Doctor Who Roleplaying Game, by Cubicle Seven
As someone who reads a lot of roleplaying guides , I suppose it was inevitable that I would come across a roleplaying guide based on the popular Doctor Who universe. Any universe that has fantasy elements or even sci-fi elements is well suited to some sort of dice-based role playing game. There are definitely some distinctive elements that make the Doctor Who universe very worthwhile when it comes to stories. The mythos of the universe makes for powerful enemies and extended roleplaying campaigns across space and time, allowing for plenty of scenarios that can last as long as one wants. The characters themselves are compelling and complex, allowing for great roleplaying opportunity. Also, the universe is popular enough that a lot of people would likely want to play a game like this, since it is easy enough for people to imagine themselves as a doctor or a companion or someone else related to the universe anyway. There are also some distinctive elements about play in this universe that make it a lot different than many other roleplaying games, in that there is much less hacking and slashing here than in most games, unless one has a party of Sontarans, which would be highly unusual, to say the least.
This book is a reasonable large one of about 250 pages or so, and it is certainly a basic guide that allows plenty of room for expansion. The book begins with an introduction (1) about Doctor Who and his world, along with the basics of roleplaying. After that there is a discussion about the old-fashioned nature of heroes, including their attributes and traits and skills and story points (2). The author then moves on to the physics of the game, including physical, mental, and social conflicts (3). There is a short chpater about time travel and the role of the TARDIS in the game (4) and then the author discusses the many strange creatures that one can encounter in this universe, including clockwork robots, cybermen, daleks, Missy/The Master, the boneless, the teller, robot knights, silurians, skovox blitzer, sontarans, spider germs, and weeping angels. Some of these would make for some terrifying scenarios (5). After that the author talks about gamemastering (6) as well as multiple part stories and specials (7). The book then concludes with the Stormrise campaign (8) as well as an appendix that contains some pre-generated and blank character sheets for players to use.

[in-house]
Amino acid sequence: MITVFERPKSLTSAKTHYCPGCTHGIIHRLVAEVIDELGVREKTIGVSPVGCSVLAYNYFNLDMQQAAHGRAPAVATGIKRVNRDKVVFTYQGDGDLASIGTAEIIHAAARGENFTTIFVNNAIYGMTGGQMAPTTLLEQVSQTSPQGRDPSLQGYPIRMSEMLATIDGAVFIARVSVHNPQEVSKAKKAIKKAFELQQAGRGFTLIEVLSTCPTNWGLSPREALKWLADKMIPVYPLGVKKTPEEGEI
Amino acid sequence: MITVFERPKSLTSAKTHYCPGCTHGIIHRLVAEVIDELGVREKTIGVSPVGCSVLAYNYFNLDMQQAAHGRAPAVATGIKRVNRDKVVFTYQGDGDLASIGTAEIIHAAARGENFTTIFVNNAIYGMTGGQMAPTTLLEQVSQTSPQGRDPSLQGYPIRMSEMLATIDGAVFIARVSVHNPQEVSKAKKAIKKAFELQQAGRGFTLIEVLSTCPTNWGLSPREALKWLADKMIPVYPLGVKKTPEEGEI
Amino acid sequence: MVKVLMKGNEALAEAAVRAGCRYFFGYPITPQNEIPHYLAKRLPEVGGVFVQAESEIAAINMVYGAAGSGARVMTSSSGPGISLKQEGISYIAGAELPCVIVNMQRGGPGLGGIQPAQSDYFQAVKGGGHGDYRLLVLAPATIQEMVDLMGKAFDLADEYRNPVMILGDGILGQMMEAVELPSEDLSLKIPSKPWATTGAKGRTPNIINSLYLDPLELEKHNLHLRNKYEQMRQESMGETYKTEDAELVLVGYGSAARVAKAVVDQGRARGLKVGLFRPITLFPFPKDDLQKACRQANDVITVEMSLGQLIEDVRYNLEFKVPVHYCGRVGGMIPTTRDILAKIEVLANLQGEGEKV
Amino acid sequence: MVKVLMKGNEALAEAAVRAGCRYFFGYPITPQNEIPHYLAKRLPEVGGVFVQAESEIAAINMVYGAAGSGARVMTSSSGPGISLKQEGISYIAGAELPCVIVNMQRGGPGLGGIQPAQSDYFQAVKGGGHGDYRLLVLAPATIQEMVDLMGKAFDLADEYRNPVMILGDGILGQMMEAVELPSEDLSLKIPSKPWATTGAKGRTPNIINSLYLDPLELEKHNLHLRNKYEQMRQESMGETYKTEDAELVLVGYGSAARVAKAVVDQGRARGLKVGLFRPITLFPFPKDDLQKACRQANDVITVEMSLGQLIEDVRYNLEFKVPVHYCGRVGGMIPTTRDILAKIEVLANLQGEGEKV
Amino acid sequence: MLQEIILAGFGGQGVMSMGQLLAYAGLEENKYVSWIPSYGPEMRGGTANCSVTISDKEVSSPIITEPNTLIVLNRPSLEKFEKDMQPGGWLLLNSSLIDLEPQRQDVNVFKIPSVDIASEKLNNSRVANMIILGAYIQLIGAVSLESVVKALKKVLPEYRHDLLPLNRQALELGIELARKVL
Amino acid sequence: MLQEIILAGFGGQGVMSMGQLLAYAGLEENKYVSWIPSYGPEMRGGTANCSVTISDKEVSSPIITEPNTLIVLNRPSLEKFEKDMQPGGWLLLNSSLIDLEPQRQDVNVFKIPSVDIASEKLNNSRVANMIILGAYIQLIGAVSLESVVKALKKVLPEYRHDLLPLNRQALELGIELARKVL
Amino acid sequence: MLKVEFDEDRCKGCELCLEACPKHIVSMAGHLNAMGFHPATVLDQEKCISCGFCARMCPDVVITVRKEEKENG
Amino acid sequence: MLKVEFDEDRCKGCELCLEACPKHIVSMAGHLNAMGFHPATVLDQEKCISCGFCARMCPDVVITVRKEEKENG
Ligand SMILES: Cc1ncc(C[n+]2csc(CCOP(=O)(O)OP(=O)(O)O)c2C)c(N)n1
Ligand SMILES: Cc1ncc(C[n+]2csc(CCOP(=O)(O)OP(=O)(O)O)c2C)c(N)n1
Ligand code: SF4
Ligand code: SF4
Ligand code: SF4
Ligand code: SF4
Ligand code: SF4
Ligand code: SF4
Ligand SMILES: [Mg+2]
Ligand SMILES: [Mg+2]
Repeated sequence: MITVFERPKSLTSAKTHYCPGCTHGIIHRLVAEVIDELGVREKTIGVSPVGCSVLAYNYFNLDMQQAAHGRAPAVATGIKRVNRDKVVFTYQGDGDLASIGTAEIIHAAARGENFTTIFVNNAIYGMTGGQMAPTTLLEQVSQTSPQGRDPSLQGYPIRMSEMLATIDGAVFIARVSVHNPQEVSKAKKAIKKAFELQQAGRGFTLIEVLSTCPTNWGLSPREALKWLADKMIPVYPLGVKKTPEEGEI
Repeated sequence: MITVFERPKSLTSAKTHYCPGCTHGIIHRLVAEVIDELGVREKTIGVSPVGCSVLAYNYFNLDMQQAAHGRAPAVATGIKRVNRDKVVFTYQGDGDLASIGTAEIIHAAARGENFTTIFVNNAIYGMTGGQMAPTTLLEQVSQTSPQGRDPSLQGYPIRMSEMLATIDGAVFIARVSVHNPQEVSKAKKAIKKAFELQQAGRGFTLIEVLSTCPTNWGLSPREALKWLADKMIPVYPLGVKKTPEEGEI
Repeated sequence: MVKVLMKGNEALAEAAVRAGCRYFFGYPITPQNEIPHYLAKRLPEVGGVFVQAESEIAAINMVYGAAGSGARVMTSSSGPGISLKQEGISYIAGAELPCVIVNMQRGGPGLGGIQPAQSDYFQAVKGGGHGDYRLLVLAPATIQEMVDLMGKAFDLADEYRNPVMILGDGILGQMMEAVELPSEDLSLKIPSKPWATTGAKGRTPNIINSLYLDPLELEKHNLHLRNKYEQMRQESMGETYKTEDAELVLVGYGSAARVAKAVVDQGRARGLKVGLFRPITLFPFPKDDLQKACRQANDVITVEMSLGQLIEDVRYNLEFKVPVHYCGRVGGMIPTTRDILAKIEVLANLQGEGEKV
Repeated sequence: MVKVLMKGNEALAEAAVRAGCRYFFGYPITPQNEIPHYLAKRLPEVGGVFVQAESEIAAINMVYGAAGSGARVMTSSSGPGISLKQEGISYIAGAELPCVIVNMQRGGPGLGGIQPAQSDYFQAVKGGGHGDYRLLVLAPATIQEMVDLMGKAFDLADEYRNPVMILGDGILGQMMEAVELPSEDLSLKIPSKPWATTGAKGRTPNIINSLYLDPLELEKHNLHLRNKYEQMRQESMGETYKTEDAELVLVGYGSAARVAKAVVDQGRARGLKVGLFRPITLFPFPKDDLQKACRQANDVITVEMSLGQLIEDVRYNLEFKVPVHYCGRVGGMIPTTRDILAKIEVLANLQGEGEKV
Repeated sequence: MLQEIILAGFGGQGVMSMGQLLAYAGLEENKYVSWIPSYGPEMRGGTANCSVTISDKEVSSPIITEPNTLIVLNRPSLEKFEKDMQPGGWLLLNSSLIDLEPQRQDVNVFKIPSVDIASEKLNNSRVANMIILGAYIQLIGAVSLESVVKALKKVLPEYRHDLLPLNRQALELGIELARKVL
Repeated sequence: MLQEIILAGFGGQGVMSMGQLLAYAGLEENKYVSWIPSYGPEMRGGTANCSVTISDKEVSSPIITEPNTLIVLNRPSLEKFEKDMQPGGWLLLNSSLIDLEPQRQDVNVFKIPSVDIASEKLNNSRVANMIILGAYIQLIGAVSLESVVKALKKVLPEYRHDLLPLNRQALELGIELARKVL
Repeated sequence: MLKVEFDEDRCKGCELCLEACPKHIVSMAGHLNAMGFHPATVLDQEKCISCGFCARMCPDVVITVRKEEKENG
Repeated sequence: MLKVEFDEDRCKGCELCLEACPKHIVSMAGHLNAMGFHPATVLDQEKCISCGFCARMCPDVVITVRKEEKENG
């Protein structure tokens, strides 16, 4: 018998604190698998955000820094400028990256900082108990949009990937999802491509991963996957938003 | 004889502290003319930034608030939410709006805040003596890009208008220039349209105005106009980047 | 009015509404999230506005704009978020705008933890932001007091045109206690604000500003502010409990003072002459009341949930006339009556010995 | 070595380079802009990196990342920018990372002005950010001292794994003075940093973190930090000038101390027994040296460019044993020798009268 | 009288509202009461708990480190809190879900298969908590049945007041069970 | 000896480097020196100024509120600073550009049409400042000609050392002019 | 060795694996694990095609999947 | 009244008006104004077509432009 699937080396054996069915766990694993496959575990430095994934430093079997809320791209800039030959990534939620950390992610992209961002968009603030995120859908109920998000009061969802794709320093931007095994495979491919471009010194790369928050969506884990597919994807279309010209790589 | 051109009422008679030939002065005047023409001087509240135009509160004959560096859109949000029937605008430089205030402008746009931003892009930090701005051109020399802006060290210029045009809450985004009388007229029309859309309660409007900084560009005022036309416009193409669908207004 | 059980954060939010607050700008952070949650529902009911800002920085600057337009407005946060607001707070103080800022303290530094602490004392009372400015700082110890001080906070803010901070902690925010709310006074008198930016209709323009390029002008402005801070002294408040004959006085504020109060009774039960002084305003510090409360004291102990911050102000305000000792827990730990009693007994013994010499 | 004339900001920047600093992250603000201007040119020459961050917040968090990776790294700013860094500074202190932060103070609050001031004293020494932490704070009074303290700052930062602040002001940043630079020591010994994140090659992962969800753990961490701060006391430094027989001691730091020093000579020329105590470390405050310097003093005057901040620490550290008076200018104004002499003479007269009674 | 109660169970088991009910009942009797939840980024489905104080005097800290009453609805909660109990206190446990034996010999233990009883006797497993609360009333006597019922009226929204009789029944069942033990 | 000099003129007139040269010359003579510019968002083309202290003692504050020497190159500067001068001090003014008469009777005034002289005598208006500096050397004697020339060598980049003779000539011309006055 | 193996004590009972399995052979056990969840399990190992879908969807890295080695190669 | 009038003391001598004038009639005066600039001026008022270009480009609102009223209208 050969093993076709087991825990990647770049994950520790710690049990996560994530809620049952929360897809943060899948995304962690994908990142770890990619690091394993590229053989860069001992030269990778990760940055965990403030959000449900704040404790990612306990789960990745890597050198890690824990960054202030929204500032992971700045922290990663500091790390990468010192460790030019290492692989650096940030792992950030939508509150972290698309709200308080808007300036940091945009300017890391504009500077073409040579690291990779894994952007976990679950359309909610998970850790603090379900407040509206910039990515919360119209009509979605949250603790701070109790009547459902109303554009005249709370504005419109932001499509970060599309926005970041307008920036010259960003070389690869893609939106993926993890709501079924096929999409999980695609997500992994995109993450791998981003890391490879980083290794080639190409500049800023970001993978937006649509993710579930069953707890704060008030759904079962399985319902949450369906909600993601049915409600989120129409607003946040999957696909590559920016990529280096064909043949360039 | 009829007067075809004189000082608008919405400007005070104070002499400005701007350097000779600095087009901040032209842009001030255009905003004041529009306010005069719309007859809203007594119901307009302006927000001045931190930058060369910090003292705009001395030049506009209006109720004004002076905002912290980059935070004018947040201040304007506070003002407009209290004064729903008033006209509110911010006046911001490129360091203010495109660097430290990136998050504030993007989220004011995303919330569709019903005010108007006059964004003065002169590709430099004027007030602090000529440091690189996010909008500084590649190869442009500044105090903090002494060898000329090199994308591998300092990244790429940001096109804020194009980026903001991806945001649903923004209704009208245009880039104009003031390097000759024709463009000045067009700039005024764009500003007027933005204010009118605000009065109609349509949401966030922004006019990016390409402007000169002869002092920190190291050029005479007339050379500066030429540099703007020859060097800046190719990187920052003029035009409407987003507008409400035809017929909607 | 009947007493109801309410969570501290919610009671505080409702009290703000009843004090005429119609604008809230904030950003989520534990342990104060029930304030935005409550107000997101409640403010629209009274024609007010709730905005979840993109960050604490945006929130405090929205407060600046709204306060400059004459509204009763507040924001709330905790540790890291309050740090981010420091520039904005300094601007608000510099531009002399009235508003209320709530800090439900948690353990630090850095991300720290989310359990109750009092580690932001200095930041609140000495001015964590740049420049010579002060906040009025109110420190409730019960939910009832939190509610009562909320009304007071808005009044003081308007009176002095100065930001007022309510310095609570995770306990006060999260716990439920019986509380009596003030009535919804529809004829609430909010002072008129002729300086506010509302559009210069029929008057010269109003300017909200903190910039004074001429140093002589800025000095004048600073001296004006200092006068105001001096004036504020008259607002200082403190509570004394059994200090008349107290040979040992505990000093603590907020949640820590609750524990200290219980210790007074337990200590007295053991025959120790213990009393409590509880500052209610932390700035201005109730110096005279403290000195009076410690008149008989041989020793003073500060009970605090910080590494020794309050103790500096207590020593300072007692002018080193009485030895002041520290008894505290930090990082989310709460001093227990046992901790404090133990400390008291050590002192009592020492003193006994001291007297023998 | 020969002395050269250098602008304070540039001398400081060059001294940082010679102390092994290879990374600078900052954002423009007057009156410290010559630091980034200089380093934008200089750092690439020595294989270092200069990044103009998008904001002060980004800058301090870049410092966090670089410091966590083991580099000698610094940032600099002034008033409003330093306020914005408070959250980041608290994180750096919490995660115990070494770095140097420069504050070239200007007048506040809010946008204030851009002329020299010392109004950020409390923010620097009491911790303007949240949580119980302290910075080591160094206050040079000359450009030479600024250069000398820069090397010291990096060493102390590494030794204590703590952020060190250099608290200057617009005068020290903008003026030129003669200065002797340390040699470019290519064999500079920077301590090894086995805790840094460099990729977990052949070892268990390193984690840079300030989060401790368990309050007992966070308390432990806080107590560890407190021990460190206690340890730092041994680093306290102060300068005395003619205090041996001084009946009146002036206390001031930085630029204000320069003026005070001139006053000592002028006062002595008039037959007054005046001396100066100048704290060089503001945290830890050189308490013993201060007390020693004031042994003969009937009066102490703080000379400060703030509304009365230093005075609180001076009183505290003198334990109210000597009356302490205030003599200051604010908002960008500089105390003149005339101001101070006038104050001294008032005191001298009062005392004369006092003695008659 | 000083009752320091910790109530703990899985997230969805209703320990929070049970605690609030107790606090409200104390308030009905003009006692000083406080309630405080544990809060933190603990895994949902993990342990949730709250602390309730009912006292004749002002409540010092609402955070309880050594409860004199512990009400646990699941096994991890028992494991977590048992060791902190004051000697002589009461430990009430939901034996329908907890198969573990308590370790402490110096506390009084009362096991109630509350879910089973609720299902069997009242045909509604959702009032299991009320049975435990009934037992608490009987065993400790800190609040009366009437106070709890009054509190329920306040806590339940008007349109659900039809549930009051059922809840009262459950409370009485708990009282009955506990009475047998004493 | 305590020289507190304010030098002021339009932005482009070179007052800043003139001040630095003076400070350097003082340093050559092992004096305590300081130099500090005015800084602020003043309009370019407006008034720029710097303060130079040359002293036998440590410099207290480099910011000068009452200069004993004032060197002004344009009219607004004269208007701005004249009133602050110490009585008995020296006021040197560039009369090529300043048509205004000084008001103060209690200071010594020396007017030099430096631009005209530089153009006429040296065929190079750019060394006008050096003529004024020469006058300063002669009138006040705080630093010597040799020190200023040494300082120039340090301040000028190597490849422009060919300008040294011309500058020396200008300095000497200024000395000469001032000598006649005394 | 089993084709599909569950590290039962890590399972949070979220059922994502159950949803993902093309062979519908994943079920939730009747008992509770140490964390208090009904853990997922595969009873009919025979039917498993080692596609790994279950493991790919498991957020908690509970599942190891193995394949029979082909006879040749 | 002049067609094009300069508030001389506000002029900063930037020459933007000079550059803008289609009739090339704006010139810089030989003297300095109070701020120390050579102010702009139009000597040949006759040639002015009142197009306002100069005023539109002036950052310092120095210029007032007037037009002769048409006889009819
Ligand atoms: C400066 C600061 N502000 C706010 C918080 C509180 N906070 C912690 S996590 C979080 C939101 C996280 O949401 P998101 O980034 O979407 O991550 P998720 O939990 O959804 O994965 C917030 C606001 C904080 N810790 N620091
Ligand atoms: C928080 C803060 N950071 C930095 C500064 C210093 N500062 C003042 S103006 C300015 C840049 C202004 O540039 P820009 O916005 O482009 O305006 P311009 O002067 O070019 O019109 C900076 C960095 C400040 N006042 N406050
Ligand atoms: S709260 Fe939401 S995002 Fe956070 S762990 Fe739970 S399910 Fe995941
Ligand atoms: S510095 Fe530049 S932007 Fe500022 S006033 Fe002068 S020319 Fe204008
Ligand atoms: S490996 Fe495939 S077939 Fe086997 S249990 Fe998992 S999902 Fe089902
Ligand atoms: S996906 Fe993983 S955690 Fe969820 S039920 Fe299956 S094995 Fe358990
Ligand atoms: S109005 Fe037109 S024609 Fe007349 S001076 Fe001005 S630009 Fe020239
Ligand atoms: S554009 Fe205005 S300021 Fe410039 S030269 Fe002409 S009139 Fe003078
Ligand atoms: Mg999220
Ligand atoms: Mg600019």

Overall, this book seems very enjoyable to play from. I happen to know a lot of people very interested in both role playing games as well as the Doctor Who universe, and I must say the only surprise about this book is why I did not know it was available before, and about the only question how many other volumes are available for this series with other campaigns. One of the distinctive elements about the Doctor Who universe is that there is a lot more outsmarting an enemy than clubbing him to death. For the most part, Doctor Who is a universe that rewards wit and cleverness and an ability to negotiate and persuade, and those elements are in force here in rolls relating to mental conflict and social aspects and the lack of attention given to weapons compared to most games of this type. Those who tend to oppose role playing games because of the violence or magic involved in them will find little to complain about here, given the focus on scientific rather than magical explanations and the focus on social and intellectual over physical combat. Obviously, those who are fans of both role playing games and Doctor Who should check this out.
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